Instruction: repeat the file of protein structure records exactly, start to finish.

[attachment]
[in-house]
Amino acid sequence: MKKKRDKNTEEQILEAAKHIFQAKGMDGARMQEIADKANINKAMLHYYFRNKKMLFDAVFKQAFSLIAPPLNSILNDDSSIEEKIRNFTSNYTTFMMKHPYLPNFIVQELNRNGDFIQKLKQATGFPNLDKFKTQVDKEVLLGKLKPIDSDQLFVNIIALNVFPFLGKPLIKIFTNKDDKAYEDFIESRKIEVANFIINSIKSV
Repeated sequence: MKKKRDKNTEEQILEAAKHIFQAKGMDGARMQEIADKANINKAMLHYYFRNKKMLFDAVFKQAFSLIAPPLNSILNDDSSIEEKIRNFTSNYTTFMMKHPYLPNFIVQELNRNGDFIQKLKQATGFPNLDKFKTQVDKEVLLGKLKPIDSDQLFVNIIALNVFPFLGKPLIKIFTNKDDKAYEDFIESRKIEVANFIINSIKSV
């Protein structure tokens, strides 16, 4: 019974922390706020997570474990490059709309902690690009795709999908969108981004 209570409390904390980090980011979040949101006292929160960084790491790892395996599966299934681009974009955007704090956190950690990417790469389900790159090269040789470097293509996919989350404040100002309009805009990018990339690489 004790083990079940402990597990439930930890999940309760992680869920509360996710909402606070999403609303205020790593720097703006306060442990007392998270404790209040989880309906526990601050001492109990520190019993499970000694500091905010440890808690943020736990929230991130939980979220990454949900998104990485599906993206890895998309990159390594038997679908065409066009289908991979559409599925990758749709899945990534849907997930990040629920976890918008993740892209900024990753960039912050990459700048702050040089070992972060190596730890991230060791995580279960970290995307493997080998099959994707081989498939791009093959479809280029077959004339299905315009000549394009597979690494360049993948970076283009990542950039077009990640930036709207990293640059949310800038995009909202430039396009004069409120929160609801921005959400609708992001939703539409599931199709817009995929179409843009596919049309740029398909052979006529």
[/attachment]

[in-house]
Amino acid sequence: MKKKRDKNTEEQILEAAKHIFQAKGMDGARMQEIADKANINKAMLHYYFRNKKMLFDAVFKQAFSLIAPPLNSILNDDSSIEEKIRNFTSNYTTFMMKHPYLPNFIVQELNRNGDFIQKLKQATGFPNLDKFKTQVDKEVLLGKLKPIDSDQLFVNIIALNVFPFLGKPLIKIFTNKDDKAYEDFIESRKIEVANFIINSIKSV
Repeated sequence: MKKKRDKNTEEQILEAAKHIFQAKGMDGARMQEIADKANINKAMLHYYFRNKKMLFDAVFKQAFSLIAPPLNSILNDDSSIEEKIRNFTSNYTTFMMKHPYLPNFIVQELNRNGDFIQKLKQATGFPNLDKFKTQVDKEVLLGKLKPIDSDQLFVNIIALNVFPFLGKPLIKIFTNKDDKAYEDFIESRKIEVANFIINSIKSV
């Protein structure tokens, strides 16, 4: 019974922390706020997570474990490059709309902690690009795709999908969108981004 209570409390904390980090980011979040949101006292929160960084790491790892395996599966299934681009974009955007704090956190950690990417790469389900790159090269040789470097293509996919989350404040100002309009805009990018990339690489 004790083990079940402990597990439930930890999940309760992680869920509360996710909402606070999403609303205020790593720097703006306060442990007392998270404790209040989880309906526990601050001492109990520190019993499970000694500091905010440890808690943020736990929230991130939980979220990454949900998104990485599906993206890895998309990159390594038997679908065409066009289908991979559409599925990758749709899945990534849907997930990040629920976890918008993740892209900024990753960039912050990459700048702050040089070992972060190596730890991230060791995580279960970290995307493997080998099959994707081989498939791009093959479809280029077959004339299905315009000549394009597979690494360049993948970076283009990542950039077009990640930036709207990293640059949310800038995009909202430039396009004069409120929160609801921005959400609708992001939703539409599931199709817009995929179409843009596919049309740029398909052979006529």